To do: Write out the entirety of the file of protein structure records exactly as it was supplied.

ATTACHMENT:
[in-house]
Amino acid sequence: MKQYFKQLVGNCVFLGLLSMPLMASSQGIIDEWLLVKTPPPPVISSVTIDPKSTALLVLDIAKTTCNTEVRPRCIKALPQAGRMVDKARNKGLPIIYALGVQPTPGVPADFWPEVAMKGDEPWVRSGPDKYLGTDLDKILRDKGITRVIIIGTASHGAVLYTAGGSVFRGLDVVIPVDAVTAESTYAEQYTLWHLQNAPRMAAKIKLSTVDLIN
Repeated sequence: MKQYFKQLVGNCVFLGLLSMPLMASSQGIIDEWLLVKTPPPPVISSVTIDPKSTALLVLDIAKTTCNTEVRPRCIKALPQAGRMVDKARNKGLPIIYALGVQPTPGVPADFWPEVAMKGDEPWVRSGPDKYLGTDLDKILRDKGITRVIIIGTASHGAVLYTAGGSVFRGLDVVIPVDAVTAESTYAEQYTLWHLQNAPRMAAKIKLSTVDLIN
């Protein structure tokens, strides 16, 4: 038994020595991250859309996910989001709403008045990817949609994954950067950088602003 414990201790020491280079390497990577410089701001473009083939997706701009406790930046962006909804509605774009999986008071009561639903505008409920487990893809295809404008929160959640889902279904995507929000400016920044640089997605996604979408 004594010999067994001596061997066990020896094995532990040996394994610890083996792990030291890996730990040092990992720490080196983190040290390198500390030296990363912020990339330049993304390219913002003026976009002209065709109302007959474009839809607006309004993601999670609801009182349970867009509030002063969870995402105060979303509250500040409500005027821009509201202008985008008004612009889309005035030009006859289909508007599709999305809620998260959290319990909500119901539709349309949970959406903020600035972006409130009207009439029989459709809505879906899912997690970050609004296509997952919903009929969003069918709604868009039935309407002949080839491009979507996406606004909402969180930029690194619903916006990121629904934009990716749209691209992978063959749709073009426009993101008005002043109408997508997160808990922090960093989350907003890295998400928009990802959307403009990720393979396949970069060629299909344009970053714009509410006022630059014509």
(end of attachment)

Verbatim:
[in-house]
Amino acid sequence: MKQYFKQLVGNCVFLGLLSMPLMASSQGIIDEWLLVKTPPPPVISSVTIDPKSTALLVLDIAKTTCNTEVRPRCIKALPQAGRMVDKARNKGLPIIYALGVQPTPGVPADFWPEVAMKGDEPWVRSGPDKYLGTDLDKILRDKGITRVIIIGTASHGAVLYTAGGSVFRGLDVVIPVDAVTAESTYAEQYTLWHLQNAPRMAAKIKLSTVDLIN
Repeated sequence: MKQYFKQLVGNCVFLGLLSMPLMASSQGIIDEWLLVKTPPPPVISSVTIDPKSTALLVLDIAKTTCNTEVRPRCIKALPQAGRMVDKARNKGLPIIYALGVQPTPGVPADFWPEVAMKGDEPWVRSGPDKYLGTDLDKILRDKGITRVIIIGTASHGAVLYTAGGSVFRGLDVVIPVDAVTAESTYAEQYTLWHLQNAPRMAAKIKLSTVDLIN
């Protein structure tokens, strides 16, 4: 038994020595991250859309996910989001709403008045990817949609994954950067950088602003 414990201790020491280079390497990577410089701001473009083939997706701009406790930046962006909804509605774009999986008071009561639903505008409920487990893809295809404008929160959640889902279904995507929000400016920044640089997605996604979408 004594010999067994001596061997066990020896094995532990040996394994610890083996792990030291890996730990040092990992720490080196983190040290390198500390030296990363912020990339330049993304390219913002003026976009002209065709109302007959474009839809607006309004993601999670609801009182349970867009509030002063969870995402105060979303509250500040409500005027821009509201202008985008008004612009889309005035030009006859289909508007599709999305809620998260959290319990909500119901539709349309949970959406903020600035972006409130009207009439029989459709809505879906899912997690970050609004296509997952919903009929969003069918709604868009039935309407002949080839491009979507996406606004909402969180930029690194619903916006990121629904934009990716749209691209992978063959749709073009426009993101008005002043109408997508997160808990922090960093989350907003890295998400928009990802959307403009990720393979396949970069060629299909344009970053714009509410006022630059014509």